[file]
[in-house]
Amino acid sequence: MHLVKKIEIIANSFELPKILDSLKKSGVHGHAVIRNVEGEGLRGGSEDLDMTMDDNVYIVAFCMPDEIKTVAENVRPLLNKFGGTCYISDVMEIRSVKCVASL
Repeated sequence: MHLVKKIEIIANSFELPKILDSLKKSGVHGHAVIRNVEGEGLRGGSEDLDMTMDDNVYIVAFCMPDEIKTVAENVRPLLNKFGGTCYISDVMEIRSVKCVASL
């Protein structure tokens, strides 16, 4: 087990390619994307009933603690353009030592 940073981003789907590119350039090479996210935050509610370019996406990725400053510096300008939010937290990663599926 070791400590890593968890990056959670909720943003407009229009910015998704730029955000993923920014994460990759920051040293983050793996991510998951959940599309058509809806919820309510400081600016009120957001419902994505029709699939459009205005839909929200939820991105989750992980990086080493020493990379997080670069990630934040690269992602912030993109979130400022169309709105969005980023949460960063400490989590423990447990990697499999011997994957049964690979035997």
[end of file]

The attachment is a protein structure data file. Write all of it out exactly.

[in-house]
Amino acid sequence: MHLVKKIEIIANSFELPKILDSLKKSGVHGHAVIRNVEGEGLRGGSEDLDMTMDDNVYIVAFCMPDEIKTVAENVRPLLNKFGGTCYISDVMEIRSVKCVASL
Repeated sequence: MHLVKKIEIIANSFELPKILDSLKKSGVHGHAVIRNVEGEGLRGGSEDLDMTMDDNVYIVAFCMPDEIKTVAENVRPLLNKFGGTCYISDVMEIRSVKCVASL
């Protein structure tokens, strides 16, 4: 087990390619994307009933603690353009030592 940073981003789907590119350039090479996210935050509610370019996406990725400053510096300008939010937290990663599926 070791400590890593968890990056959670909720943003407009229009910015998704730029955000993923920014994460990759920051040293983050793996991510998951959940599309058509809806919820309510400081600016009120957001419902994505029709699939459009205005839909929200939820991105989750992980990086080493020493990379997080670069990630934040690269992602912030993109979130400022169309709105969005980023949460960063400490989590423990447990990697499999011997994957049964690979035997």